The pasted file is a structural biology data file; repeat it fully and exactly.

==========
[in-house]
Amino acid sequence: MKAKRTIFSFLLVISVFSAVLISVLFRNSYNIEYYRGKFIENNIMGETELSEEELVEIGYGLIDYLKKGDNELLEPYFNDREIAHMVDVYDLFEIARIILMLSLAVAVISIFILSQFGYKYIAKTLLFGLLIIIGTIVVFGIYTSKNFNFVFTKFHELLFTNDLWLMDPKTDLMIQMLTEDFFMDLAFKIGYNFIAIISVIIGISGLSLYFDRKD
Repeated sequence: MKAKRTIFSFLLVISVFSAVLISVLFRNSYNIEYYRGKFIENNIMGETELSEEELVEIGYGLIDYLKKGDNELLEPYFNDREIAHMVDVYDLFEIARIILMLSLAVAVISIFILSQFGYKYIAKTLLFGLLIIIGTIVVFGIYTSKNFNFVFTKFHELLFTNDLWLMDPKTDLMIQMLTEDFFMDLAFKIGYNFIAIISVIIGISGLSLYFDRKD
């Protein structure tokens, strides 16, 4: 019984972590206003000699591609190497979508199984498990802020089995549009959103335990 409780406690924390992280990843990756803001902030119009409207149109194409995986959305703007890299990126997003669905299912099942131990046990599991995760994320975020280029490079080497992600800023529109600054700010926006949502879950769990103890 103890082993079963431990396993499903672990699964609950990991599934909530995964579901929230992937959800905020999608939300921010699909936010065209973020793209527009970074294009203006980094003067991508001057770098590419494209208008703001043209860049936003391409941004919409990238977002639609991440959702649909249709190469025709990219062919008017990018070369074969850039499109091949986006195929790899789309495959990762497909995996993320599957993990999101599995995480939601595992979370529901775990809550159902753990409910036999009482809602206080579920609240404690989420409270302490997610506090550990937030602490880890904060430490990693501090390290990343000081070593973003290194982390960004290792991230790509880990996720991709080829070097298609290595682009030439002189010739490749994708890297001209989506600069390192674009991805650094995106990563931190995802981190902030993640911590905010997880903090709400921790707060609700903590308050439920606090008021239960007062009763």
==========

[in-house]
Amino acid sequence: MKAKRTIFSFLLVISVFSAVLISVLFRNSYNIEYYRGKFIENNIMGETELSEEELVEIGYGLIDYLKKGDNELLEPYFNDREIAHMVDVYDLFEIARIILMLSLAVAVISIFILSQFGYKYIAKTLLFGLLIIIGTIVVFGIYTSKNFNFVFTKFHELLFTNDLWLMDPKTDLMIQMLTEDFFMDLAFKIGYNFIAIISVIIGISGLSLYFDRKD
Repeated sequence: MKAKRTIFSFLLVISVFSAVLISVLFRNSYNIEYYRGKFIENNIMGETELSEEELVEIGYGLIDYLKKGDNELLEPYFNDREIAHMVDVYDLFEIARIILMLSLAVAVISIFILSQFGYKYIAKTLLFGLLIIIGTIVVFGIYTSKNFNFVFTKFHELLFTNDLWLMDPKTDLMIQMLTEDFFMDLAFKIGYNFIAIISVIIGISGLSLYFDRKD
């Protein structure tokens, strides 16, 4: 019984972590206003000699591609190497979508199984498990802020089995549009959103335990 409780406690924390992280990843990756803001902030119009409207149109194409995986959305703007890299990126997003669905299912099942131990046990599991995760994320975020280029490079080497992600800023529109600054700010926006949502879950769990103890 103890082993079963431990396993499903672990699964609950990991599934909530995964579901929230992937959800905020999608939300921010699909936010065209973020793209527009970074294009203006980094003067991508001057770098590419494209208008703001043209860049936003391409941004919409990238977002639609991440959702649909249709190469025709990219062919008017990018070369074969850039499109091949986006195929790899789309495959990762497909995996993320599957993990999101599995995480939601595992979370529901775990809550159902753990409910036999009482809602206080579920609240404690989420409270302490997610506090550990937030602490880890904060430490990693501090390290990343000081070593973003290194982390960004290792991230790509880990996720991709080829070097298609290595682009030439002189010739490749994708890297001209989506600069390192674009991805650094995106990563931190995802981190902030993640911590905010997880903090709400921790707060609700903590308050439920606090008021239960007062009763």